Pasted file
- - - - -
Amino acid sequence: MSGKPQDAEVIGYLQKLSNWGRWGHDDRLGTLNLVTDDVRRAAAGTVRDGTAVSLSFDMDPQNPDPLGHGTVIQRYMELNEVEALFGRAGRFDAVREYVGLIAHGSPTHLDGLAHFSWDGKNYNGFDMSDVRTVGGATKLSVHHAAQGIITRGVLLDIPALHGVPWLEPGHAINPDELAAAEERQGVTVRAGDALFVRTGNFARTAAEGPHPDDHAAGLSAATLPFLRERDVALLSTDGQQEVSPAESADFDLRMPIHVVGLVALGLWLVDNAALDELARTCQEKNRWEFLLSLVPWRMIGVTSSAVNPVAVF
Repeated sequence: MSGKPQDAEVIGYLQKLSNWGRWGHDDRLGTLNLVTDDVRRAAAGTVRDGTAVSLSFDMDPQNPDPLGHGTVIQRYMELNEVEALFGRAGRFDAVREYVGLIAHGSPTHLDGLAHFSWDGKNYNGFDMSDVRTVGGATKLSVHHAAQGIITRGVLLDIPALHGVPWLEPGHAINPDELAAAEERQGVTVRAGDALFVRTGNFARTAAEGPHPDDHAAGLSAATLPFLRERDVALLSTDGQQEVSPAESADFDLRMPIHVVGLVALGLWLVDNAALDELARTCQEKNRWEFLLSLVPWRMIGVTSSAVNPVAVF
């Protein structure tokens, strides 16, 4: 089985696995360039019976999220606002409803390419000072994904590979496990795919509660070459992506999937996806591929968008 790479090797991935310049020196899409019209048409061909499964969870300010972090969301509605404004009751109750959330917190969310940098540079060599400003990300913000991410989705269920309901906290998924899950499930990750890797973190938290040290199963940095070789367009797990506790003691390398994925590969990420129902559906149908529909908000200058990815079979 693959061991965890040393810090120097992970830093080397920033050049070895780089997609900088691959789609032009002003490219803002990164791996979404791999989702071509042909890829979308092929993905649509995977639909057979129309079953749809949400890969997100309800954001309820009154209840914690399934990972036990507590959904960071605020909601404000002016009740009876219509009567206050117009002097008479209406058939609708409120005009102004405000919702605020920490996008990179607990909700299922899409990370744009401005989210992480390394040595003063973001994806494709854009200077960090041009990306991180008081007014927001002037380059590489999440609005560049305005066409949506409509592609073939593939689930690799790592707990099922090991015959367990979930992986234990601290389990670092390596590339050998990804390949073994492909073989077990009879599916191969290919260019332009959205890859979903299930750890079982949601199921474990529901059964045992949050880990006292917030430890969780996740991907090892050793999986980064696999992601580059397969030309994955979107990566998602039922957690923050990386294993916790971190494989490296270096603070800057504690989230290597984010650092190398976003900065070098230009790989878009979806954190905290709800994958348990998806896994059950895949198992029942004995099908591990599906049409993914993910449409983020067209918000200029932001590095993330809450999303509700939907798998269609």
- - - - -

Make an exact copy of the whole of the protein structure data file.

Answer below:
Amino acid sequence: MSGKPQDAEVIGYLQKLSNWGRWGHDDRLGTLNLVTDDVRRAAAGTVRDGTAVSLSFDMDPQNPDPLGHGTVIQRYMELNEVEALFGRAGRFDAVREYVGLIAHGSPTHLDGLAHFSWDGKNYNGFDMSDVRTVGGATKLSVHHAAQGIITRGVLLDIPALHGVPWLEPGHAINPDELAAAEERQGVTVRAGDALFVRTGNFARTAAEGPHPDDHAAGLSAATLPFLRERDVALLSTDGQQEVSPAESADFDLRMPIHVVGLVALGLWLVDNAALDELARTCQEKNRWEFLLSLVPWRMIGVTSSAVNPVAVF
Repeated sequence: MSGKPQDAEVIGYLQKLSNWGRWGHDDRLGTLNLVTDDVRRAAAGTVRDGTAVSLSFDMDPQNPDPLGHGTVIQRYMELNEVEALFGRAGRFDAVREYVGLIAHGSPTHLDGLAHFSWDGKNYNGFDMSDVRTVGGATKLSVHHAAQGIITRGVLLDIPALHGVPWLEPGHAINPDELAAAEERQGVTVRAGDALFVRTGNFARTAAEGPHPDDHAAGLSAATLPFLRERDVALLSTDGQQEVSPAESADFDLRMPIHVVGLVALGLWLVDNAALDELARTCQEKNRWEFLLSLVPWRMIGVTSSAVNPVAVF
């Protein structure tokens, strides 16, 4: 089985696995360039019976999220606002409803390419000072994904590979496990795919509660070459992506999937996806591929968008 790479090797991935310049020196899409019209048409061909499964969870300010972090969301509605404004009751109750959330917190969310940098540079060599400003990300913000991410989705269920309901906290998924899950499930990750890797973190938290040290199963940095070789367009797990506790003691390398994925590969990420129902559906149908529909908000200058990815079979 693959061991965890040393810090120097992970830093080397920033050049070895780089997609900088691959789609032009002003490219803002990164791996979404791999989702071509042909890829979308092929993905649509995977639909057979129309079953749809949400890969997100309800954001309820009154209840914690399934990972036990507590959904960071605020909601404000002016009740009876219509009567206050117009002097008479209406058939609708409120005009102004405000919702605020920490996008990179607990909700299922899409990370744009401005989210992480390394040595003063973001994806494709854009200077960090041009990306991180008081007014927001002037380059590489999440609005560049305005066409949506409509592609073939593939689930690799790592707990099922090991015959367990979930992986234990601290389990670092390596590339050998990804390949073994492909073989077990009879599916191969290919260019332009959205890859979903299930750890079982949601199921474990529901059964045992949050880990006292917030430890969780996740991907090892050793999986980064696999992601580059397969030309994955979107990566998602039922957690923050990386294993916790971190494989490296270096603070800057504690989230290597984010650092190398976003900065070098230009790989878009979806954190905290709800994958348990998806896994059950895949198992029942004995099908591990599906049409993914993910449409983020067209918000200029932001590095993330809450999303509700939907798998269609």